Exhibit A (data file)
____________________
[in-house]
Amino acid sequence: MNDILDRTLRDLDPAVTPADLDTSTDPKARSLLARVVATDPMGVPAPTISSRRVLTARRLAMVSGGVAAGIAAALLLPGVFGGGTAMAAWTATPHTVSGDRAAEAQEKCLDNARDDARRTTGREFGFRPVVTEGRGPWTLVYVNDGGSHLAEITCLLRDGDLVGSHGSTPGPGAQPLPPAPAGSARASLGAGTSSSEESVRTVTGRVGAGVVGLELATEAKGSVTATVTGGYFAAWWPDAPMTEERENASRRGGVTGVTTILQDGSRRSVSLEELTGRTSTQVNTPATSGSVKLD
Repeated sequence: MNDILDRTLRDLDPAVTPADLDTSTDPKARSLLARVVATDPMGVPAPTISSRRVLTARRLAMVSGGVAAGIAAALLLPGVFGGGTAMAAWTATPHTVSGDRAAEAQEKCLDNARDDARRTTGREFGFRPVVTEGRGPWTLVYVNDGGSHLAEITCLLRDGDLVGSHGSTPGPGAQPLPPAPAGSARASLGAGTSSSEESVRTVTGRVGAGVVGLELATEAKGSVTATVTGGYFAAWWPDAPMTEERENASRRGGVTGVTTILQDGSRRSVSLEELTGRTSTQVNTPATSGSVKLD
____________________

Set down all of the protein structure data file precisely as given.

[in-house]
Amino acid sequence: MNDILDRTLRDLDPAVTPADLDTSTDPKARSLLARVVATDPMGVPAPTISSRRVLTARRLAMVSGGVAAGIAAALLLPGVFGGGTAMAAWTATPHTVSGDRAAEAQEKCLDNARDDARRTTGREFGFRPVVTEGRGPWTLVYVNDGGSHLAEITCLLRDGDLVGSHGSTPGPGAQPLPPAPAGSARASLGAGTSSSEESVRTVTGRVGAGVVGLELATEAKGSVTATVTGGYFAAWWPDAPMTEERENASRRGGVTGVTTILQDGSRRSVSLEELTGRTSTQVNTPATSGSVKLD
Repeated sequence: MNDILDRTLRDLDPAVTPADLDTSTDPKARSLLARVVATDPMGVPAPTISSRRVLTARRLAMVSGGVAAGIAAALLLPGVFGGGTAMAAWTATPHTVSGDRAAEAQEKCLDNARDDARRTTGREFGFRPVVTEGRGPWTLVYVNDGGSHLAEITCLLRDGDLVGSHGSTPGPGAQPLPPAPAGSARASLGAGTSSSEESVRTVTGRVGAGVVGLELATEAKGSVTATVTGGYFAAWWPDAPMTEERENASRRGGVTGVTTILQDGSRRSVSLEELTGRTSTQVNTPATSGSVKLD